With more swing than a leaky boat marooned on the levée, BeauSoleil give a barefoot kick to the bones of “Baby,” cooking up a gumbo of fiddle and atonal Cajun-style vocals. The guitar tries to offer convention, but the zydeco hues win out. BeauSoleil was, maybe is, the main vehicle for Michel Doucet, a fiddler from Lafayette, and his love for mixing the musics of Louisiana with influences culled from elsewhere: folk, rock, country and Tex-Mex, always heavy on the hot sauce. He has also worked in a number of other settings, the more orthodox Savoy-Doucet Cajun Band and the even more disorderly Cajun Brew, whose eponymous 1988 record I heartily endorse, featuring, as it does, added Sonny Landreth and Richard Thompson.
The Blues Band – Baby Please Don’t Go (Traditional cover)
Big band blues can carry quite a heft, the swing inherent in this “Baby” cover both enjoyable and bouncy. What really keeps this performance interesting is the burble of bass and guitar beneath it, giving the whole a syncopated lift. The Blues Band were a blues institution in Britain until literally last year, when they finally broke up. Not bad for a pick-up band for Paul Jones in the late ’70s, his days as a Manfred Mann singer/solo popstar behind him. Hooking up with guitarist Dave Kelly and the remains of McGuinness Flint, they became standard bearers of that genre, his mastery of blues harmonica quite astounding. Paul Jones contemporaneously became the UK’s elder statesman of the blues, with his long-running Radio Two program. This comes from 1999’s Brassed Up, the brass provided by big league jazzers like Alan Skidmore and Guy Barker, collectively as the Onslaught Orchestra.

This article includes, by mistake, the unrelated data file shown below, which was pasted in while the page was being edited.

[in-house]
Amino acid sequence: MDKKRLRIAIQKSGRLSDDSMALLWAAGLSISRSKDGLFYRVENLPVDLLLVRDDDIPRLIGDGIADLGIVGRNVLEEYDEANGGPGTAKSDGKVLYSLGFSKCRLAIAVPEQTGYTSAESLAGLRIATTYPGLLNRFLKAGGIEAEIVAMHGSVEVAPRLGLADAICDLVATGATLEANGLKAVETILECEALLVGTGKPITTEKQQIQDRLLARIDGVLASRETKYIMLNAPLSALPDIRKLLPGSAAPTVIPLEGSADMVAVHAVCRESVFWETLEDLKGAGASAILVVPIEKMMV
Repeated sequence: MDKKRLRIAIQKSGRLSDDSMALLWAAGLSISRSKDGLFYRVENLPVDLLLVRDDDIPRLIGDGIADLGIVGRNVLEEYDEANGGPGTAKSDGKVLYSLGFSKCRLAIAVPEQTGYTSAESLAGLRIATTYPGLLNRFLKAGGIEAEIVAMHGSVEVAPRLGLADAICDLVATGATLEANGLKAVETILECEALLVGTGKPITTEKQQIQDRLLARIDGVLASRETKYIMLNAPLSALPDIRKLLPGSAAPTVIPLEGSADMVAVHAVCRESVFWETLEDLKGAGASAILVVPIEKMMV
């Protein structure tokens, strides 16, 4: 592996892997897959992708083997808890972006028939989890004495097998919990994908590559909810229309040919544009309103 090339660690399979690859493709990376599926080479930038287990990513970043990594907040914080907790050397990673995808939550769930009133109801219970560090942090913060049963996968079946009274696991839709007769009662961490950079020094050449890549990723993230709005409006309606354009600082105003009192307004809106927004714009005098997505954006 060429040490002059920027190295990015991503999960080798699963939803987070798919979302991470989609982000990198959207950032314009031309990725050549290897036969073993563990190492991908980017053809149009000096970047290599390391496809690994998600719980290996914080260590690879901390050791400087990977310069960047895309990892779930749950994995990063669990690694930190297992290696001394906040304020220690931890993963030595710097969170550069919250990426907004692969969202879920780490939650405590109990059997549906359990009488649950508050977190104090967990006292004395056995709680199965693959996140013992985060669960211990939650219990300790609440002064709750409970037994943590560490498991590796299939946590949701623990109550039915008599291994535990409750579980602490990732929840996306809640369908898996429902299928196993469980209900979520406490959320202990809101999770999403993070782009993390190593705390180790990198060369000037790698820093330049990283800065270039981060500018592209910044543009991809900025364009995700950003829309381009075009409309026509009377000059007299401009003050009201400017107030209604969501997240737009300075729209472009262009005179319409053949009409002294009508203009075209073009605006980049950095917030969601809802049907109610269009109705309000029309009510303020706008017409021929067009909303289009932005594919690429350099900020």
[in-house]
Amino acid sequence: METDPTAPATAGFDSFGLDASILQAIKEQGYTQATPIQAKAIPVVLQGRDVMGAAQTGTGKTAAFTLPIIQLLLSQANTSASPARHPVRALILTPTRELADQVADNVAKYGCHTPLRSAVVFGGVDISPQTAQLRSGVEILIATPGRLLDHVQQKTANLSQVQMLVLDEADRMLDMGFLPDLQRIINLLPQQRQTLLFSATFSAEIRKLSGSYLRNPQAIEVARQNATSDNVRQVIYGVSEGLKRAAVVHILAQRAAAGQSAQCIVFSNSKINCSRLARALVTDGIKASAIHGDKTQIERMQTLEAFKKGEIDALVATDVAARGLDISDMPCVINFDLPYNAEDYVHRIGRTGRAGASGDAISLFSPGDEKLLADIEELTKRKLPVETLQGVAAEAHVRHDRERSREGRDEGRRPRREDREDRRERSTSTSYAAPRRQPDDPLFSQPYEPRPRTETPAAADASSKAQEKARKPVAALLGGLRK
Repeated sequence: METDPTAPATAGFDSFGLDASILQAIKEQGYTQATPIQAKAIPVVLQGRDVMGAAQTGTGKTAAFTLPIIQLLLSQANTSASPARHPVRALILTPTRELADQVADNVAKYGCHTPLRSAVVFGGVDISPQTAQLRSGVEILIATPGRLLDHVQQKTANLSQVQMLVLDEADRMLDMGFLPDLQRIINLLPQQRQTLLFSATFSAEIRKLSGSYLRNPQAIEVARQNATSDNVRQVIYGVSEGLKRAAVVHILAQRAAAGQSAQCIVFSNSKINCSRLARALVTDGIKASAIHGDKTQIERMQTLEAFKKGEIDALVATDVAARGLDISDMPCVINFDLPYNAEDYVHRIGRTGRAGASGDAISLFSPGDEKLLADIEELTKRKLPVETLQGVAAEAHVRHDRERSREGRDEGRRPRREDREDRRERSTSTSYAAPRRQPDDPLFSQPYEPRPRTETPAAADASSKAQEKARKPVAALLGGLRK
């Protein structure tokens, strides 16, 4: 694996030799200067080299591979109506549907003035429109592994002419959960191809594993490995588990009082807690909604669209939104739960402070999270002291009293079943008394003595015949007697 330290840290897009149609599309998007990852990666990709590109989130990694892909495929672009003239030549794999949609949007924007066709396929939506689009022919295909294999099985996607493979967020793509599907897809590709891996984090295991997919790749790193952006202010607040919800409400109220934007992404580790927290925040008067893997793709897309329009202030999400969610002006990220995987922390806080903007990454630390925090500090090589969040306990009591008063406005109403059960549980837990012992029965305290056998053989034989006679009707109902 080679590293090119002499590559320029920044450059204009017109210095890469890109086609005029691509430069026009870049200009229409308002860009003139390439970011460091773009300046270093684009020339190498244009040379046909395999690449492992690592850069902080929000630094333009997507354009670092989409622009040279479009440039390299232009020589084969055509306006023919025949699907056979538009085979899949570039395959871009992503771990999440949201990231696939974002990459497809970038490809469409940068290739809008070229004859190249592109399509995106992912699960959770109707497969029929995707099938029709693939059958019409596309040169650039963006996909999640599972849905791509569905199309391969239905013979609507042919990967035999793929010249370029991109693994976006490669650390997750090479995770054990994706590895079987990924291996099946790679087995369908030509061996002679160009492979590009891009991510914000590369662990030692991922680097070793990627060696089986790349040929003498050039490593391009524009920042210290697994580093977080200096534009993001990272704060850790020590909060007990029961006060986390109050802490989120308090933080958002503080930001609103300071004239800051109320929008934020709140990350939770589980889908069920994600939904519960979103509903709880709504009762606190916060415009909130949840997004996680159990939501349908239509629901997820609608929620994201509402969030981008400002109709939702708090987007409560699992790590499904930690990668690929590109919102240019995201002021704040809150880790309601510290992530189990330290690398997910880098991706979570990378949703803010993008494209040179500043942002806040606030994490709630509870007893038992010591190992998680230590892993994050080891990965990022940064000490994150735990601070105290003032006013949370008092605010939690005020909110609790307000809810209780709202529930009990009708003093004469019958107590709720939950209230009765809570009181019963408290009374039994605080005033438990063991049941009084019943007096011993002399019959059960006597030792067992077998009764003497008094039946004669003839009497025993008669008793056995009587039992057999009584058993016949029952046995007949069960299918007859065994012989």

Doc and Richard Watson – Honey Please Don’t Go, aka Turn The Lamps Down Low (Traditional cover)
If big is good, so too can small be better. Doc Watson was always a master of less is much, much more, his guitar and down home porch vocals able to breathe a cozy comfort into any old tune, somehow never getting even close to corny. How always a mystery, the idea of an old white fella and his guitar, looking a tad like Pa Walton, carrying off such power from his performances, sometimes a surprise even to himself. Remarkable, really.
“Baby Please Don’t Go” was a song he returned to, many times over the years. This one comes in tandem with his grandson Richard, from an album called Third Generation Blues, and it is a doozy, with similarly likeable versions of old chestnuts like “House Of The Rising Sun” and “Summertime.” Please don’t fret that it seems to be entitled “Turn The Lamps Down Low,” it’s still the same song, the title varying as to which pressing you own. The best damned blind guitarist who looked like your Dad, and one of the best anyway, period.
John Lee Hooker & Van Morrison – Baby Please Don’t Go (Traditional cover)
That’s five, or a few more sneaked in between the lines, but I am going to go full circle to close, bringing back the inspiration behind and the front end of Them’s version, John Lee Hooker and Van Morrison, a duet performance that has me feeling just quite who the more nervous one was. And it ain’t ol’ John Lee, even if it sees a return of his p’s and q’s! 1992 was the year.